Caring for the Hungry and Homeless of Peekskill (CHHOP) has launched a summer challenge to bring local businesses and organizations closer as a community to help alleviate hunger and homelessness in the area.
One of the primary goals of the Peekskill Summer Challenge, which runs from July 25 through September 21, is to empower individuals and veterans who are homeless to become independent and ensure all Peekskill families have enough healthy and nutritious food.
“Hunger and homelessness in our community affect all of us. When our loved ones, veterans and neighbors go hungry without a safe place to sleep at night, the strength of our families and our economy suffers,” said Cynthia Knox, CEO of CHHOP. “Fortunately, we hold the power to alleviate hunger and homelessness in Peekskill and one day across Westchester County. The Peekskill Summer Challenge offers an important opportunity for local businesses, faith leaders and residents alike to take a stand against homelessness and I look forward to seeing what we can accomplish together.”
There are approximately 200,000 residents that Westchester County classifies as being “food insecure.” Among them, 1,750 individuals experience homelessness. The food pantry run by CHHOP in Peekskill helps about 400 individuals each week, while the Jan Peek House shelter it operates provides a temporary home for about 25 residents.
“As a third generation Peekskill business owner, I understand firsthand how important it is that we come together to alleviate homelessness and hunger in our community,” said Charles (Chuck) J. Newman, president of Charles Newman Co. on South Street. “I’m proud to partner with CHHOP for the Peekskill Summer Challenge and help bring us that much closer to ensuring everyone in Peekskill has access to the essential resources they need to thrive. It’s a smart move for our local economy and also simply the right thing to do.”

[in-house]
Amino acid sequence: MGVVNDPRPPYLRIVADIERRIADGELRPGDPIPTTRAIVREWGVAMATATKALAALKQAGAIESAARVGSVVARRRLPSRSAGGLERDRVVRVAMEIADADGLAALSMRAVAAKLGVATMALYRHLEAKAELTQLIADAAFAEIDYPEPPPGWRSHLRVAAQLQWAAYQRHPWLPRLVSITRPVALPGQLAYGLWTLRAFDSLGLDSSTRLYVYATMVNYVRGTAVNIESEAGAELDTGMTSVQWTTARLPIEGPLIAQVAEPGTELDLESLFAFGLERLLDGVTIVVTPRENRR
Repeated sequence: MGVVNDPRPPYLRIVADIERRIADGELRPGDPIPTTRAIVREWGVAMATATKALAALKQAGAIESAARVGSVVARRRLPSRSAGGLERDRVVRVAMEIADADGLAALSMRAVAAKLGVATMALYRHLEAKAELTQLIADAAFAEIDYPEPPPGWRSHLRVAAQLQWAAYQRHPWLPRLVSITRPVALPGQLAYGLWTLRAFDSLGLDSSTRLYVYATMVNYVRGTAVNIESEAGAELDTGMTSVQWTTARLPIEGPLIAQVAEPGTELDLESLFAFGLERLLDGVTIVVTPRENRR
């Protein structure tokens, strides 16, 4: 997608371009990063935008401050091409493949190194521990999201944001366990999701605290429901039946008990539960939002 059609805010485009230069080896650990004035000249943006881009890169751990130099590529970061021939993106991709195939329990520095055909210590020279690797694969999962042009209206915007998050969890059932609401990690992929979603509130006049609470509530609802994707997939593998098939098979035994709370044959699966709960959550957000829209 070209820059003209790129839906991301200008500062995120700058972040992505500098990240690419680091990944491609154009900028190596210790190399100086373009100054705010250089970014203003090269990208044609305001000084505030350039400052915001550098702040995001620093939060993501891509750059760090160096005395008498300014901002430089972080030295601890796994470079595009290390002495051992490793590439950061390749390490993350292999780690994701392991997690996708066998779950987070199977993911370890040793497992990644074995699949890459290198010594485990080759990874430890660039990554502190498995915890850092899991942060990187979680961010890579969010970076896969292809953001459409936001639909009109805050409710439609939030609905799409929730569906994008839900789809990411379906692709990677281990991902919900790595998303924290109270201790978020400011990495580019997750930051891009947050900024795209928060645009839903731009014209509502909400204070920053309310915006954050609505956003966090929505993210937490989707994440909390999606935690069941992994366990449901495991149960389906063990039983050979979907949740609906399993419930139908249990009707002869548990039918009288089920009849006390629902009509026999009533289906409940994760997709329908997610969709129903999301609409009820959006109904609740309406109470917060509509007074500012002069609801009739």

Community members, businesses and organizations are invited to participate in the challenge by displaying a poster in their store, organization or place of residence; hosting a donation box for nonperishable food items; dropping off food or new clothing at the Jan Peek House at 200 North Water Street in Peekskill; stopping by the CHHOP table at the Peekskill Farmers Market; participating in one-on-one mentoring and/or job training with CHHOP residents; or making a contribution at www.chhop.org.
“We all share a responsibility to look out for the most vulnerable among us and I am deeply grateful for all that CHHOP does to support those in our community who struggle with hunger and homelessness,” said Pastor Carlos R. Figueroa Colombani of Peekskill Methodist Church. “Any of us could be one bad health scare or car accident away from living on the brink of homelessness. I am proud to join my neighbors in raising awareness about these important issues.”
CHHOP, a non-profit organization, raised the ire of a host of residents when it proposed relocating the Jan Peek House, the only homeless shelter in northern Westchester, to Washington Street. Following months of debate at Common Council meetings, CHHOP announced it had scuttled those plans and is looking elsewhere. However, its application before the city to rezone the property on Washington Street has never been withdrawn.